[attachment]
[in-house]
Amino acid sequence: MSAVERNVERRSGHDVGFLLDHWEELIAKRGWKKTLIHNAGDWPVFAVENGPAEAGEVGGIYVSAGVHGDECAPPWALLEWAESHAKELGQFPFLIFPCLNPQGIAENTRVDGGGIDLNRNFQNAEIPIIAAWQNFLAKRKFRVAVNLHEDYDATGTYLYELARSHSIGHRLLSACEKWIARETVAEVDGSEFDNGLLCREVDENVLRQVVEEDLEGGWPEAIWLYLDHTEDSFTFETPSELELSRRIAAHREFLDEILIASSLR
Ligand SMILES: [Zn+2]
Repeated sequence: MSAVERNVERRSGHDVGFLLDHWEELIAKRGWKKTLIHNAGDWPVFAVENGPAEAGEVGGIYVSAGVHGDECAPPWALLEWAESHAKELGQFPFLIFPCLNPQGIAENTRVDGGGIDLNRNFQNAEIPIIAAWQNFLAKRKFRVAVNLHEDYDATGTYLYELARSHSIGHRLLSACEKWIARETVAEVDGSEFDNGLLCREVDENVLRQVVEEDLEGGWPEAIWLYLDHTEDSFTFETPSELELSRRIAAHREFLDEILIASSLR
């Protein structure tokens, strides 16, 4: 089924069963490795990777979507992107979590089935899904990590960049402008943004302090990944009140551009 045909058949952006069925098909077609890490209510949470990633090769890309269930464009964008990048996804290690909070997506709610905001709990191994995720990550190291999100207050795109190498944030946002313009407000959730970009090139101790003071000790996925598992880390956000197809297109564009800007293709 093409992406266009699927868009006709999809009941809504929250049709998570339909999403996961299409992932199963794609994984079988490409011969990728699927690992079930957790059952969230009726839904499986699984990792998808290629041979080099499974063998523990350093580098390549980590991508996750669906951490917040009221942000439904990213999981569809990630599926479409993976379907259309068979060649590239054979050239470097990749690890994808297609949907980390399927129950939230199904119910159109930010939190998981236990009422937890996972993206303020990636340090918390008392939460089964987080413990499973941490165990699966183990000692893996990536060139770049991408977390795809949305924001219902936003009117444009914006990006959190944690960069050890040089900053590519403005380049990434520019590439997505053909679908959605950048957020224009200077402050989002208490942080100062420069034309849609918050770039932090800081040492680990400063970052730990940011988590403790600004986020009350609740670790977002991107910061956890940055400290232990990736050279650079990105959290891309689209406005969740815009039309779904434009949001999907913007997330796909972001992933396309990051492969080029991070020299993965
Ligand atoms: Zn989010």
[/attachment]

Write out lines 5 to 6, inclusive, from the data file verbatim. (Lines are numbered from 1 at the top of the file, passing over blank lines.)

């Protein structure tokens, strides 16, 4: 089924069963490795990777979507992107979590089935899904990590960049402008943004302090990944009140551009 045909058949952006069925098909077609890490209510949470990633090769890309269930464009964008990048996804290690909070997506709610905001709990191994995720990550190291999100207050795109190498944030946002313009407000959730970009090139101790003071000790996925598992880390956000197809297109564009800007293709 093409992406266009699927868009006709999809009941809504929250049709998570339909999403996961299409992932199963794609994984079988490409011969990728699927690992079930957790059952969230009726839904499986699984990792998808290629041979080099499974063998523990350093580098390549980590991508996750669906951490917040009221942000439904990213999981569809990630599926479409993976379907259309068979060649590239054979050239470097990749690890994808297609949907980390399927129950939230199904119910159109930010939190998981236990009422937890996972993206303020990636340090918390008392939460089964987080413990499973941490165990699966183990000692893996990536060139770049991408977390795809949305924001219902936003009117444009914006990006959190944690960069050890040089900053590519403005380049990434520019590439997505053909679908959605950048957020224009200077402050989002208490942080100062420069034309849609918050770039932090800081040492680990400063970052730990940011988590403790600004986020009350609740670790977002991107910061956890940055400290232990990736050279650079990105959290891309689209406005969740815009039309779904434009949001999907913007997330796909972001992933396309990051492969080029991070020299993965
Ligand atoms: Zn989010």